Saying the votes are there, Hawaii Gov. Neil Abercrombie (D) called for a special session next month to allow lawmakers to act on legislation that would make the Aloha State the 14th to legalize same-sex marriage. The session has been scheduled for Oct. 28. "The decision to call a special session is based on doing what is right to create equity for all in Hawaii," Abercrombie said at a Capitol press conference last Monday. "Every variation on a view with regard to the issue of marriage and equitable treatment for those engaged in marriage has been aired, has been analyzed, has been discussed. No one has been left out or has been marginalized in the process to this point." Abercrombie said he wanted lawmakers to deal with the issue now rather than next session in part because of tax implications this year. He also wanted to ensure the measure had lawmakers' full attention. "The merits of holding a special session include the opportunity for the Legislature to focus squarely on this important issue, without having to divert attention to the hundreds of other bills introduced during a regular session," he said. He proposed draft legislation for the bill in August, but while the bill (SB 1369) was sent to both the Senate Judiciary and Ways and Means Committees, it never received a hearing. Abercrombie has since held several meetings with lawmakers to lobby for the measure. Although both Legislative chambers are overwhelmingly held by Democrats, the vote is expected to be close in the House. (ASSOCIATED PRESS, BIGISLANDNOW.COM)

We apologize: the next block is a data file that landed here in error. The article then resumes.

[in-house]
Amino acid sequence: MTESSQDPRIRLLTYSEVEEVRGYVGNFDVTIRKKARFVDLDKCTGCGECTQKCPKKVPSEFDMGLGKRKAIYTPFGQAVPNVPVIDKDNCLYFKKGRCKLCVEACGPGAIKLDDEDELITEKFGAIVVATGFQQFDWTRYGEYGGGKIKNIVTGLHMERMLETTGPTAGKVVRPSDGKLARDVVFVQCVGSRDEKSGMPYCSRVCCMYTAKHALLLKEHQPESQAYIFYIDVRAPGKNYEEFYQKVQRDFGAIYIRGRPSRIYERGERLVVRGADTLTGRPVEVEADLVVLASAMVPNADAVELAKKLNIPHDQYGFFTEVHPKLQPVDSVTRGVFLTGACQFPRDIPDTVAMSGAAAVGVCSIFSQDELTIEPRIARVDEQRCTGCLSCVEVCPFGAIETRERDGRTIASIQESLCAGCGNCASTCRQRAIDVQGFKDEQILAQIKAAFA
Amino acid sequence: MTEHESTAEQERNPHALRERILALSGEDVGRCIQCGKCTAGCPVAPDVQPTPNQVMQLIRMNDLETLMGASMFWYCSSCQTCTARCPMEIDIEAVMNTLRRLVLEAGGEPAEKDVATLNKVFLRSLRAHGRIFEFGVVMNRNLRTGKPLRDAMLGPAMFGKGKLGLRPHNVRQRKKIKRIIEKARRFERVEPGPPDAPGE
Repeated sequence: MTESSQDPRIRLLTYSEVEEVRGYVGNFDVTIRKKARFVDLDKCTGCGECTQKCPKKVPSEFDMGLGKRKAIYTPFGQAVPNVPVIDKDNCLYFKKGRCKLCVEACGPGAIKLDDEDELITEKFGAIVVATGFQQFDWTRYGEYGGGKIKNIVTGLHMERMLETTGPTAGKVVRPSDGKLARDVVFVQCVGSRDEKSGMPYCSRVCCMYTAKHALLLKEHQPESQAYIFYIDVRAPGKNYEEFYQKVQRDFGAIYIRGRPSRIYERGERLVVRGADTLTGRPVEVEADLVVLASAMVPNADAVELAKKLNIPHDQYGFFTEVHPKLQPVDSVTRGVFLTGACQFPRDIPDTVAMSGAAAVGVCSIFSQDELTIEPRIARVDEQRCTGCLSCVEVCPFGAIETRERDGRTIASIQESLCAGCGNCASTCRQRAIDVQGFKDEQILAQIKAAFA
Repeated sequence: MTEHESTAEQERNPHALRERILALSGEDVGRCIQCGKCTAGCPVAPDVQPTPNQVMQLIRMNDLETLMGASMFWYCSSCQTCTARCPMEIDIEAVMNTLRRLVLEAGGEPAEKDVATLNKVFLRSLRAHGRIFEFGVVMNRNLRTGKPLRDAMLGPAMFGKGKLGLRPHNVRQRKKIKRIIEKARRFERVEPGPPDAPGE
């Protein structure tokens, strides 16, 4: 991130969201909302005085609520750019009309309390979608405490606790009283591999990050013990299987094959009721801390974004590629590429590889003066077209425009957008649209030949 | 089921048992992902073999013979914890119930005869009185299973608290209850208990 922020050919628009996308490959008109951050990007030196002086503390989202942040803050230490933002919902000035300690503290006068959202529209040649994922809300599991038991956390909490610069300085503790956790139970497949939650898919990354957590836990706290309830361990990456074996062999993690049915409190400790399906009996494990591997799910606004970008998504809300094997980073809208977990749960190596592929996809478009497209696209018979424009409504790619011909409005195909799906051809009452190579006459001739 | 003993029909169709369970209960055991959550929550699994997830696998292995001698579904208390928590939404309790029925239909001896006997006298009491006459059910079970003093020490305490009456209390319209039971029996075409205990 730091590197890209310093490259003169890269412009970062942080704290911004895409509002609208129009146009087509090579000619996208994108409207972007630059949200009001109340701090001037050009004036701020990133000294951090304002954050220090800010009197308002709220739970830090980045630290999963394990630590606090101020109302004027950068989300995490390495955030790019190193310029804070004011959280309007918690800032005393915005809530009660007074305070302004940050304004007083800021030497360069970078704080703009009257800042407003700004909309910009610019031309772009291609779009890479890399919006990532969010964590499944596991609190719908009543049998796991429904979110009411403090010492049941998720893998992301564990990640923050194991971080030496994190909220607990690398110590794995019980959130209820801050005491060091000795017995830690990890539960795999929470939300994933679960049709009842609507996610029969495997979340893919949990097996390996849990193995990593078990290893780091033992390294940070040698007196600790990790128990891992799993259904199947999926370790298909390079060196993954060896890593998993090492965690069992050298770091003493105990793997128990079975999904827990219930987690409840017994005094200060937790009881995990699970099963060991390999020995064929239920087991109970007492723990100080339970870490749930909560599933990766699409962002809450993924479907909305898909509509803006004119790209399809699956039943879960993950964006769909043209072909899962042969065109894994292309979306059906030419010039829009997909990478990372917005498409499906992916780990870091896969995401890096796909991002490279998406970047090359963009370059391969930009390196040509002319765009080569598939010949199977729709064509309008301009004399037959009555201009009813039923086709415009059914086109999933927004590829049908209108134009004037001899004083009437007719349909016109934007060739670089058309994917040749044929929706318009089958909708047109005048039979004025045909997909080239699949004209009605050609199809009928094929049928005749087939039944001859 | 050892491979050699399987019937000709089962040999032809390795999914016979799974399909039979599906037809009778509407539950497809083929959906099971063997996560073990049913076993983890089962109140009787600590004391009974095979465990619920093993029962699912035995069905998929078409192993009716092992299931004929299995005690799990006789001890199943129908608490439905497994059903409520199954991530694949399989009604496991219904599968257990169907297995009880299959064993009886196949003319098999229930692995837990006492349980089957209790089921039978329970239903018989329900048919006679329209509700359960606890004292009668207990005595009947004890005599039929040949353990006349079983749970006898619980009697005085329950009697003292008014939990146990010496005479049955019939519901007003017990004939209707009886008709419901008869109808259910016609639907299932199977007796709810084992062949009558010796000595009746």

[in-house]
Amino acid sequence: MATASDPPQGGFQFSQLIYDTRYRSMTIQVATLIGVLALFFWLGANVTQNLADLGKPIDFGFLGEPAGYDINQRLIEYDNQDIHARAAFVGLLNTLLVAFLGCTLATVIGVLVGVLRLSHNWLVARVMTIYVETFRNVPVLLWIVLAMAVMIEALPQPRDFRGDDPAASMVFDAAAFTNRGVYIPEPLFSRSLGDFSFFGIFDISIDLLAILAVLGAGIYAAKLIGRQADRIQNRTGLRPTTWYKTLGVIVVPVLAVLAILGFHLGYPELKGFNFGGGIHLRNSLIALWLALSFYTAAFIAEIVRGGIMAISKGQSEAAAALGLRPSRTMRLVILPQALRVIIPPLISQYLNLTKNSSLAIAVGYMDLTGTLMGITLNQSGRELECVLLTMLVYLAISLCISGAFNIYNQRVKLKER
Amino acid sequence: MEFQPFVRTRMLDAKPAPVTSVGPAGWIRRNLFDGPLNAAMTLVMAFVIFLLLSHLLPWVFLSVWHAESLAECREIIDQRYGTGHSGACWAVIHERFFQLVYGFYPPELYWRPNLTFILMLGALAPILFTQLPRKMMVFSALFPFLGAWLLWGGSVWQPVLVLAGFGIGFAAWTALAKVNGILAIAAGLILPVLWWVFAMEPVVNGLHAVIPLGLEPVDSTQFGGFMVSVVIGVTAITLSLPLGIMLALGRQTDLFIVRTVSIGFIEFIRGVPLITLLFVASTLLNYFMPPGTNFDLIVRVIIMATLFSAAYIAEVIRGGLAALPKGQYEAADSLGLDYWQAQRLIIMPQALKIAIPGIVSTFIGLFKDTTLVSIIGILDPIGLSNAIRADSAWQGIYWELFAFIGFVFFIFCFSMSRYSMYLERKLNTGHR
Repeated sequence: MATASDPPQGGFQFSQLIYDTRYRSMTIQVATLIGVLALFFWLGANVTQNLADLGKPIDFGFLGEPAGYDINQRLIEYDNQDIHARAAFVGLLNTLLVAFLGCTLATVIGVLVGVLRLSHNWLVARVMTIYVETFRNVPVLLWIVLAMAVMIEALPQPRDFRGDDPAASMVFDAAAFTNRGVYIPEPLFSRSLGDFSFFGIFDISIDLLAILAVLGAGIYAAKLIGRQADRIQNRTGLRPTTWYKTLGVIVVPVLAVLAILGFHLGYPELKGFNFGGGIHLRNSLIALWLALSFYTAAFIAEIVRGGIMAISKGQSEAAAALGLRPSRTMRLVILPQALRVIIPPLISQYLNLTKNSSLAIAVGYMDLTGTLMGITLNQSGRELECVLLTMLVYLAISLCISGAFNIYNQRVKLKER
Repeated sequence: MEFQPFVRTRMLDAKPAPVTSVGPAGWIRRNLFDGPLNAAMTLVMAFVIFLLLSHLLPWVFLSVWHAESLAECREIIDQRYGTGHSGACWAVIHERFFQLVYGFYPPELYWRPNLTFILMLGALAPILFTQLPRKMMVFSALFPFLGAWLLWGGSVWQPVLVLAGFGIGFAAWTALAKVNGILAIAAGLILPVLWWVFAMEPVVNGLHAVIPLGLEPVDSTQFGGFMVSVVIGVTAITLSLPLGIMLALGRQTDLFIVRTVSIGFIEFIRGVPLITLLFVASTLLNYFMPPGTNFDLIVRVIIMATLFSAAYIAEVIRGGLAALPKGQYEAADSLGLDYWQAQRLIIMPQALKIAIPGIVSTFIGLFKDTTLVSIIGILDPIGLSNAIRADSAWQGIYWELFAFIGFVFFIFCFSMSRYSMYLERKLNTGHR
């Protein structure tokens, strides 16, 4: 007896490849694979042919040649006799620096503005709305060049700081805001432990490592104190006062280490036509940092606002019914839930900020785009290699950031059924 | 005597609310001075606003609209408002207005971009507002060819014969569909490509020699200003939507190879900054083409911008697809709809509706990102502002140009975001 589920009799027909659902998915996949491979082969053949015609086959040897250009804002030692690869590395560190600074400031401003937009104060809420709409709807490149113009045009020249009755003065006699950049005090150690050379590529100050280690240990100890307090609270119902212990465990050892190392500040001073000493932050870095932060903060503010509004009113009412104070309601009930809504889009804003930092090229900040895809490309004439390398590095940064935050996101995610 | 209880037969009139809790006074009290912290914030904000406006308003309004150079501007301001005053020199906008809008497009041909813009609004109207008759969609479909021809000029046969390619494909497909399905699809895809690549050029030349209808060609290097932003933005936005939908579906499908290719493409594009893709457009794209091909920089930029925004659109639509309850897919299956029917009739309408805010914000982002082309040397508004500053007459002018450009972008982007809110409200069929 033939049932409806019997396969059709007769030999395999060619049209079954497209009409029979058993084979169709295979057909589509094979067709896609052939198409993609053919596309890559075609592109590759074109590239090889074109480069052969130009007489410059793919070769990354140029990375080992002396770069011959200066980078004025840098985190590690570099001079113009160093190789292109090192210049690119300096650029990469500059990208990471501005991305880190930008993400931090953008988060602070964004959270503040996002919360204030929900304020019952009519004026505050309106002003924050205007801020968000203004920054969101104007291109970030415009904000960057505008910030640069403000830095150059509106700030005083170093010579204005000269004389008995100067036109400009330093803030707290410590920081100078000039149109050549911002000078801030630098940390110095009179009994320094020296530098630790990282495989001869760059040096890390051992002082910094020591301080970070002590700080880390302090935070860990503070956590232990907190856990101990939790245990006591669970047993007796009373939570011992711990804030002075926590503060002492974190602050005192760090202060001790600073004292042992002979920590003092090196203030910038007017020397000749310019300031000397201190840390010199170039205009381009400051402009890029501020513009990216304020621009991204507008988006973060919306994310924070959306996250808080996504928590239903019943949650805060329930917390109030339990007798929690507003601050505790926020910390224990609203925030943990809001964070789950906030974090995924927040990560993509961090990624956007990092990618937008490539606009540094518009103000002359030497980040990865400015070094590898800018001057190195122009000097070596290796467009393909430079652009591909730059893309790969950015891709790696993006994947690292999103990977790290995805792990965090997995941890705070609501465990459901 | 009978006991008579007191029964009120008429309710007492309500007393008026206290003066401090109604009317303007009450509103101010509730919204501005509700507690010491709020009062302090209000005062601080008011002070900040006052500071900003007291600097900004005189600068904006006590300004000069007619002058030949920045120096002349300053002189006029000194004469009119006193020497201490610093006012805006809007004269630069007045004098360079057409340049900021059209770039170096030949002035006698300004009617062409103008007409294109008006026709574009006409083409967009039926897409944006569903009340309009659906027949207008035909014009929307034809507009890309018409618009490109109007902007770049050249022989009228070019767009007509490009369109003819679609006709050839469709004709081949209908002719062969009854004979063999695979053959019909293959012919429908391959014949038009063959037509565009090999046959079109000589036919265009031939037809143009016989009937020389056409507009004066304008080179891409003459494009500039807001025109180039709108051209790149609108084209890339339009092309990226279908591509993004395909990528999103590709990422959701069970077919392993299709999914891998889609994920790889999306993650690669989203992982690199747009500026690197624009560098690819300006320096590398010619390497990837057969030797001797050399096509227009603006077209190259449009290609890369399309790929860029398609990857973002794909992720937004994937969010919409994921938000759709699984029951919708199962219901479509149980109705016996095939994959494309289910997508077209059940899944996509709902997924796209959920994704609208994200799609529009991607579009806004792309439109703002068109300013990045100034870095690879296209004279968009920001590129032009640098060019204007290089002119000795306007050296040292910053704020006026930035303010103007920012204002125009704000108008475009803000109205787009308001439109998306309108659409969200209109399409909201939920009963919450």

— Compiled by RICH EHISEN
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